joint probability of the words. More precisely, the product of the probabilities
of each word is given by n-1 preceding words (Belz, 2007).
It is clear that this is not necessary for generation of dialogue utterances
because all candidates must be treated equally, regardless of the length and
the language rules.
In this study, we presented a response classification experiment based on user
intentions using decision tree. The intention-based response generation systems
require the task of classifying the response utterances into response classes.
A response class contains all response utterances that are coherent to a particular
input utterance. Classification-based NLG has been carried out for tasks in
deep generation to guide the process of surface generation (Marciniak
and Strube, 2004). However, as Stent (2002), former
classification-based experiments do not take a full stochastic approach to response
generation, but rather only in deep generation.
The dialogue corpus SCHISMA (Schouwburg Informatie Systeem) is a collection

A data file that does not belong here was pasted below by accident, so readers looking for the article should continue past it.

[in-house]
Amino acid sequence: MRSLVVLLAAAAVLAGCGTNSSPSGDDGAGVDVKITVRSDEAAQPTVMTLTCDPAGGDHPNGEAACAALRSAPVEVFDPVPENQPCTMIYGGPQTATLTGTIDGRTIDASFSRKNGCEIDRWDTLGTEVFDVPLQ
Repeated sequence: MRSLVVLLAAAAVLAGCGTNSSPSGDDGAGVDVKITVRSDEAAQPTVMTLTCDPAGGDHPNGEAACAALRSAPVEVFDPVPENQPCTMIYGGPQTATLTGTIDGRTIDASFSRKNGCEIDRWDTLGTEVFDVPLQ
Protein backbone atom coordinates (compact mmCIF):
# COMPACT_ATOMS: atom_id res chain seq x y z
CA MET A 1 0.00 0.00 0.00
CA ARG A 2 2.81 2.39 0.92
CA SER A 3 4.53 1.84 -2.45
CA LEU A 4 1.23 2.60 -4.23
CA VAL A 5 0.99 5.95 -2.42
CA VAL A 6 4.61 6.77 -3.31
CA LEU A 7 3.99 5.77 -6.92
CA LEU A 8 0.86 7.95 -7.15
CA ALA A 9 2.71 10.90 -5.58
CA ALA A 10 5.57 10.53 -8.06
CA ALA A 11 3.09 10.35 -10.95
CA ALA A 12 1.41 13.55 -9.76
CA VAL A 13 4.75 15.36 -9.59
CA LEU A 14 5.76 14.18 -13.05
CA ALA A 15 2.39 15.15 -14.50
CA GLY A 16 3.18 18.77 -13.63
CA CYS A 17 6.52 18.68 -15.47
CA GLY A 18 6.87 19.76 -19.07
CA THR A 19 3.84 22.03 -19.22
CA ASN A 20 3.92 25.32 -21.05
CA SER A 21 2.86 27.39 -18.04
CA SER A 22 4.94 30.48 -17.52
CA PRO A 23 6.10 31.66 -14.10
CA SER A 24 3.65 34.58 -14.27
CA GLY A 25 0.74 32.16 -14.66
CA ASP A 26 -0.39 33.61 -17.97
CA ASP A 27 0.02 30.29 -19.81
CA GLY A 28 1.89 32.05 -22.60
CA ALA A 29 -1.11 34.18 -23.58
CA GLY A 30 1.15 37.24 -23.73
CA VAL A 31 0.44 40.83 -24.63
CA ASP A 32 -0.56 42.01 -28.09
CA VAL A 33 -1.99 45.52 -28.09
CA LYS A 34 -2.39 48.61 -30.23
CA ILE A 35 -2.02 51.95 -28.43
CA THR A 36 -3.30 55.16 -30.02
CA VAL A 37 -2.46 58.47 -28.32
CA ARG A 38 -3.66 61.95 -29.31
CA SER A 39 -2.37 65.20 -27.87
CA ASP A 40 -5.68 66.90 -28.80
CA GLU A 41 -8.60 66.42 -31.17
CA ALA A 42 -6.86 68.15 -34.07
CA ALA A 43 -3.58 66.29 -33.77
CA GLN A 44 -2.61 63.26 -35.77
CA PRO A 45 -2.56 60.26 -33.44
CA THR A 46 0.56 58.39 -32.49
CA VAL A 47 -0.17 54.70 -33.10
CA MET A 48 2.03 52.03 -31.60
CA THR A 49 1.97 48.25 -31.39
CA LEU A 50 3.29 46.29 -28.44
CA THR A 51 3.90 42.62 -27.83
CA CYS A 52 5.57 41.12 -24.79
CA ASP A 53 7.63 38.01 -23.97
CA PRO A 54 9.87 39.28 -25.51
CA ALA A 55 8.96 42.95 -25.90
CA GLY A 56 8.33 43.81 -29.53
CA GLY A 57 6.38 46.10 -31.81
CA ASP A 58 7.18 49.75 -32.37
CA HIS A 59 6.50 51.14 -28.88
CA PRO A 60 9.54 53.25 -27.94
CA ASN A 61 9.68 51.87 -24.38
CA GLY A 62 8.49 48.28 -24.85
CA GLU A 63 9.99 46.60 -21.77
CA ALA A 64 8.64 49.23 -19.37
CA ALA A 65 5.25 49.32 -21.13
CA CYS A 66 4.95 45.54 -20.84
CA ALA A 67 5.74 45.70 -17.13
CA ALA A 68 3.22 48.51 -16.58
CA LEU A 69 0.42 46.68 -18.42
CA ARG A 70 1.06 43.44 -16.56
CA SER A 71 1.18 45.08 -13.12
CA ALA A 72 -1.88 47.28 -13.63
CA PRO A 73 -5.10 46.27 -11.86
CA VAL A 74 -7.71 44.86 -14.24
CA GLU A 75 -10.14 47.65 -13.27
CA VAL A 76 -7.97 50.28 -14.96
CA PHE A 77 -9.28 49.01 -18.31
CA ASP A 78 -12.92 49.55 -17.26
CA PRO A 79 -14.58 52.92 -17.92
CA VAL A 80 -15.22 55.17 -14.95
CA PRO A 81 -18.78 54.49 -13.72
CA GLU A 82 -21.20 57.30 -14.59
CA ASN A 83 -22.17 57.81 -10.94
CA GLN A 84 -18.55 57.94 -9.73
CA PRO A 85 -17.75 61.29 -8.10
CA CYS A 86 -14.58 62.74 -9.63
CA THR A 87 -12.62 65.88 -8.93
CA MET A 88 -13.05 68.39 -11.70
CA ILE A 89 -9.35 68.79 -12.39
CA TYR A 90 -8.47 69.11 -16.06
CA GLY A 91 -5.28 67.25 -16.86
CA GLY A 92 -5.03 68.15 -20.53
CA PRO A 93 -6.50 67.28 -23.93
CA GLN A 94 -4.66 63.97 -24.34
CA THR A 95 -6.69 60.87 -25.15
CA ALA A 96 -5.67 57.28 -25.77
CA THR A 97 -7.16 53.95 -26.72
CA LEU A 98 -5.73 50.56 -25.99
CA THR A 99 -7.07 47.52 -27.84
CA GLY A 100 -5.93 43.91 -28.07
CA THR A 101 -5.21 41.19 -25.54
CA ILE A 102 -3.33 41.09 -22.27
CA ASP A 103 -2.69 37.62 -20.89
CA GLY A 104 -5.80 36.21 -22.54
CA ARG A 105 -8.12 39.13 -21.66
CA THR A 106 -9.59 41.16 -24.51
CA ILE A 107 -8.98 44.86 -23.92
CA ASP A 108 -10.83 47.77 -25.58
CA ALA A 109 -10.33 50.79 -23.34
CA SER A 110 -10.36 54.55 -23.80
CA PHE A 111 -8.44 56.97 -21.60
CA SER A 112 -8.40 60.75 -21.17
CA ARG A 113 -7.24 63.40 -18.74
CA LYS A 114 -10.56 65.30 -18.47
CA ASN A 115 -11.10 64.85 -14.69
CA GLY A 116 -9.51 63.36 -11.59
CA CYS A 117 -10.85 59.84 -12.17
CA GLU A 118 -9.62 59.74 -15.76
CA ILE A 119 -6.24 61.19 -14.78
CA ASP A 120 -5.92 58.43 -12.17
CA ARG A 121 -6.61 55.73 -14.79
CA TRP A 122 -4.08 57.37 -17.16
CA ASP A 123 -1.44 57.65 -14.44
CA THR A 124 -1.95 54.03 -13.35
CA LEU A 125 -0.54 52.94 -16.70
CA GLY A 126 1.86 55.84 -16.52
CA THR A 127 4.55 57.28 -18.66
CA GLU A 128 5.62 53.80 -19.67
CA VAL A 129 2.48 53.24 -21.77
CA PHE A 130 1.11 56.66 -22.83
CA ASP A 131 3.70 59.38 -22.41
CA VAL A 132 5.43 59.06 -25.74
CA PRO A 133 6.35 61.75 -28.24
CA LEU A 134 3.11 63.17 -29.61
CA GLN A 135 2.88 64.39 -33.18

of 64 text-based dialogues of a theater information and reservation system of
tickets with the main objective of enabling users to make inquiries about theater
performances scheduled and book a show of a wide range of options available.
The corpus obtained through a series of Wizard of Oz experiments, built purposely
for the acquisition of dialogue corpus for theater domain. The corpus contains
920 user utterances and 1127 server utterances in total. Schouwburg Infomatie
System (SCHISMA) corpus is a mixed-initiative (Hulstijn and
Van Hessen, 1998).
There are two types of interaction: inquiry and transaction. During inquiry the user has the initiative; the system answers the users questions. When the user has indicated that he or she wants a reservation transaction the system takes initiative. The system will ask user series of questions like number of tickets to reserve, discount cards and others. User will answer the questions to complete the reservation details required by the system.
In transaction dialogue, before it reaches the stage of booking, the user and
the system must cooperate to reach agreement on several issues such as the value
of the ticket, the seating arrangement or the availability of discount. This
model is more complex than the answer to the question systems because the system
at any time, either party may request information from each other, especially